Fipronil not only affects ants, termites and lice in pets, a use for which it is sold to individuals, as well as corn pests, which justifies its use in agriculture. It also seriously affects a multitude of species and it is in particular its effect on bees that has caused it to be banned in France since 2005 and in Europe since 2013, only twenty years after it was put on the market in 1993. But it remains widely used in South-East Asia where it leads sales, and in both Americas. In the United States, the phenylpyrazole family to which Fipronil and neonicotinoids belongs represent one third of the phytosanitary product market. The worldwide market for Fipronil alone stood at just over 400 million euros in 2018 and its manufacturer, BASF, expects sales of over 510 million euros in 2027. And this despite real impacts on the insects.
Lack of knowledge of the impact of Fipronil on natural environments
However, little was known about the impact of the pesticide on natural environments. Janet Miller, a researcher at Colorado State University (United States) has just filled this gap in an article published in Science Advances. One of the interests of the study is indeed to have studied the aquatic environment itself and not only the midges usually exposed to this member of the phenylpyrazole family. The other originality of this work is that it is not only interested in the basic molecule, but also in its four main metabolites, substances resulting from the degradation of the original product which is not very persistent in nature and not very volatile. . Of the four metabolites studied, only one has no effect on the environment, the other three are more toxic than Fipronil.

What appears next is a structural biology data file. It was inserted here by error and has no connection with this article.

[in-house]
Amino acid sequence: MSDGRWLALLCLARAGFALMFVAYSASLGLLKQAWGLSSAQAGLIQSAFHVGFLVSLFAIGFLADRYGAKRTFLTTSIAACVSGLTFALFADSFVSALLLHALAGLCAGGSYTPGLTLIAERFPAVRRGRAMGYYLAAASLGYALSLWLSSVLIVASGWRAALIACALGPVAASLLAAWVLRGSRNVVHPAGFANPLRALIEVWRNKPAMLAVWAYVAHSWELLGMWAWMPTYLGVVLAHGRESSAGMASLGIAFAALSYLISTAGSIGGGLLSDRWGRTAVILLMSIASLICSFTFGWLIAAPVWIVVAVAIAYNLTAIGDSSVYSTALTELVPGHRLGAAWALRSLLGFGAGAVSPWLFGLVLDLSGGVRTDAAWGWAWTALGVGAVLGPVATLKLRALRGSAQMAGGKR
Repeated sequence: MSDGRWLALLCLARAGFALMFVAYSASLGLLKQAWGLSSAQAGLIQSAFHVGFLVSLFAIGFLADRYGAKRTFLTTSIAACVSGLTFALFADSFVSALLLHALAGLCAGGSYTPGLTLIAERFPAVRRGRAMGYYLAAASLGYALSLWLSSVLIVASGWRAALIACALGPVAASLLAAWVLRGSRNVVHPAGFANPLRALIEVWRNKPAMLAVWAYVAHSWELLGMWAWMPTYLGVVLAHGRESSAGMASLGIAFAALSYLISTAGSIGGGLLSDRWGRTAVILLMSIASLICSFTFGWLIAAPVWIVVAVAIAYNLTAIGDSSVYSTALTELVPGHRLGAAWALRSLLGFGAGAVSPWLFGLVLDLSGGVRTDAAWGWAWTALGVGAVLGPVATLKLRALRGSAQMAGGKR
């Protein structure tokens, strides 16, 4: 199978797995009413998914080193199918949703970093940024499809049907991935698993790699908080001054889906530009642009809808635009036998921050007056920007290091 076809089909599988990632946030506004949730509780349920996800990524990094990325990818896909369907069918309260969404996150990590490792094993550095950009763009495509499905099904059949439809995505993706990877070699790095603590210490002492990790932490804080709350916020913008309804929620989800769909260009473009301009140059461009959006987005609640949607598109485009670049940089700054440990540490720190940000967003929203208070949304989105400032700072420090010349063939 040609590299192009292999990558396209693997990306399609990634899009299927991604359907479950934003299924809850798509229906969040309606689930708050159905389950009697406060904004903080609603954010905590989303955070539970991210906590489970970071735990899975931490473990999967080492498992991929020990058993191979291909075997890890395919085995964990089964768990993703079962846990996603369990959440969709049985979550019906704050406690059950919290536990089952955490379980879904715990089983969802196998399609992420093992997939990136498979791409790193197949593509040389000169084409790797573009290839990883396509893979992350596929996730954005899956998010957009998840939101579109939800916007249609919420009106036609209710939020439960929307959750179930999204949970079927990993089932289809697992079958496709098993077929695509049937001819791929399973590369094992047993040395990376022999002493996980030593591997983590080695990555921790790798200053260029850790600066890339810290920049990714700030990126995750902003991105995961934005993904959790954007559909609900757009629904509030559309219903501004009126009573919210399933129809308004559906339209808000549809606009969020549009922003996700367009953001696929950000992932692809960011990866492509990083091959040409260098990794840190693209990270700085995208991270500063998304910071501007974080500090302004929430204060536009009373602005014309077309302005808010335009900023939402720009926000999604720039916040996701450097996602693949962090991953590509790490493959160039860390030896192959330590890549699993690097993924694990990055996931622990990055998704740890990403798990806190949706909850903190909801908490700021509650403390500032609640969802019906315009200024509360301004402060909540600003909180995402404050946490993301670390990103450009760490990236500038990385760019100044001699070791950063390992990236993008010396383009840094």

Fragments of nature brought to the laboratory
Janet Miller and her team built reconstructions of fast-flowing riverbeds on 36 plateaus, plunging them into streams for animal and plant species to colonize them. These “mesocosms” were then brought to a specialized laboratory in Fort-Collins (Colorado) where they were subjected for thirty days to levels of Fipronil and its metabolites representative of what is found in nature. All of them have been shown to be highly toxic to poorly studied species such as stoneflies, mayflies and trichoptera. These small, winged insects emerge in the spring after spending the winter as larvae. These are natural water quality indicators and one of the bases of the food chain, especially for a large number of birds. The study shows that their numbers drop drastically when exposed to pesticides. The availability of food for birds is not the only ecological consequence of this pollution. The larvae “graze” in fact the algae which covers the pebbles of rivers. Less numerous, they allow these plants to better colonize the environment.
At the same time, the researchers took water samples from rivers in agricultural and urban areas in five different regions of the United States where 70% of rivers contain levels of pesticides above authorized standards. Fipronil alone was found at levels above American standards on average in 16% of the country’s rivers. But with great regional disparities. In the Southeastern United States, 51% of rivers contain it compared to 9% in the northern Pacific coast.